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What the Elections Mean for the Farm Bill

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By NACD Director of Government Affairs Coleman Garrison

On Tuesday, Nov. 6, as a result of mid-term elections, the House of Representatives flipped to Democrat control while Senate Republicans added to their ranks. While several races are still outstanding, the election went mostly as political pundits predicted. As of today, Republicans have picked up three seats in the Senate holding a 54 seat majority, and Democrats gained approximately 30 seats to flip the House. These changes will impact farm and conservation policy over the longer-term in the next Congress but also hold near-term impacts when Congress returns later this month for a lame duck session.

In the House, Congressman Collin Peterson (MN-7) will most likely be the next Chairman of the House Agriculture Committee. Meaning, he sets the agenda for the committee in the next Congress. Peterson will almost certainly look at the effects of the Trump Administration’s trade agenda and how it is affecting rural America and the rural economy. Additionally, it is likely the House Agriculture Committee will hold more oversight hearings of the United States Department of Agriculture (USDA), especially related to the department’s consolidation, reorganization and agency relocation.

With the House flipping, several current Republicans on the committee will have to leave considering Republicans will lose seats when the committee’s ratio flips. It is likely that freshman members who have only served on the committee for a Congress or two will leave.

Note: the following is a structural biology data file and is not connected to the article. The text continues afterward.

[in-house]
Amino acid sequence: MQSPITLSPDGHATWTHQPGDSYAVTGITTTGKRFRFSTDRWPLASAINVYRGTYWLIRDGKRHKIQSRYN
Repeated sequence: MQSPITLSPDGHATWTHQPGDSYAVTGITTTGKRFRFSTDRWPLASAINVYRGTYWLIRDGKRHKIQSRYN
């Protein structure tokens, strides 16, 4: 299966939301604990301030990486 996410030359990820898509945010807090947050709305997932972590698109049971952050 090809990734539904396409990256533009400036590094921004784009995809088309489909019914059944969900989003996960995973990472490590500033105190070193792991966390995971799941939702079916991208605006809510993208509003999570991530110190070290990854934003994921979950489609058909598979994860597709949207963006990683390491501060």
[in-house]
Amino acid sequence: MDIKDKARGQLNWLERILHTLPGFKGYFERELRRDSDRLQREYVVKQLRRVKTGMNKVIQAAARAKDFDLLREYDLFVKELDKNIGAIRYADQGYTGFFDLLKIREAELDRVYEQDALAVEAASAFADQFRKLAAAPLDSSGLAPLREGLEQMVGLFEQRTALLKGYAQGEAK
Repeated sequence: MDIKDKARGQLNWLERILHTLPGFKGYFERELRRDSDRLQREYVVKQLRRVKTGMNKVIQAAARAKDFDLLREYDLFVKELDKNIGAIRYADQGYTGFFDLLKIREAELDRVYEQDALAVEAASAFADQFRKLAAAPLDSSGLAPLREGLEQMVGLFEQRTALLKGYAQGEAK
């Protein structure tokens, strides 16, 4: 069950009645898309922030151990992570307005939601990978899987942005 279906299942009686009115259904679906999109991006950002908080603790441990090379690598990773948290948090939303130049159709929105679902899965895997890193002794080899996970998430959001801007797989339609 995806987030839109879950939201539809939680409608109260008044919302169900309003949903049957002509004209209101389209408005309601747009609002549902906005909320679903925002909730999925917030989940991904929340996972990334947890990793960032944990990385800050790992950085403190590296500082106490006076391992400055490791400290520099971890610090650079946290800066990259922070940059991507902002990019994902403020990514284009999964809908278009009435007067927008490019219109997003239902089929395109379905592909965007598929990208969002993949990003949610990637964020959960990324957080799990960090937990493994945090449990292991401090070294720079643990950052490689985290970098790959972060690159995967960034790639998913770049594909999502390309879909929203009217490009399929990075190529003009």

In the Senate, the difference will not be as profound as in the House. Senator Pat Roberts (R-Kan.) will most likely continue to be the Chairman of the Senate Agriculture Committee and Senator Debbie Stabenow (D-Mich.) will continue to be Ranking Member. Two Democrat members on the committee lost their races: Senators Heidi Heitkamp (D-S.D.) and Joe Donnelly (D-Ind.) both lost their elections. Therefore, a larger Republican majority means the committee could either add an additional Republican or alternatively lose a Democrat.

The biggest question in the immediate future is how the elections will influence the farm bill. If both chambers had flipped, the farm bill would likely either look more like the Senate’s version or be delayed until next Congress meets in January. However, with only one chamber flipping, it is more likely than not that a farm bill will get done this year. Congressman Peterson has expressed several times that he wants a farm bill this year to start next Congress with a clean slate. If the farm bill process starts again in the new Congress, that will take away time and attention from Peterson’s other issues that he would like to focus on.

The fate of the farm bill passing this year will come down to whether House Republicans are willing to compromise on some of the controversial items in nutrition and if Senate conferees are willing to compromise on smaller issues throughout the bill, including conservation. NACD has laid out a clear path to compromise in the Conservation Title to get a farm bill this year. Ultimately, we believe all four committee chairmen and ranking members want a bill this year. All who have an interest in the farm bill should reach out to the farm bill conferees and encourage them to get it done this year.

NACD is analyzing how the mid-term elections will impact other issues of importance, including the review of the Endangered Species Act, in subsequent blog postings. For more information, please contact NACD Director of Government Affairs Coleman Garrison at coleman-garrison@nacdnet.org.

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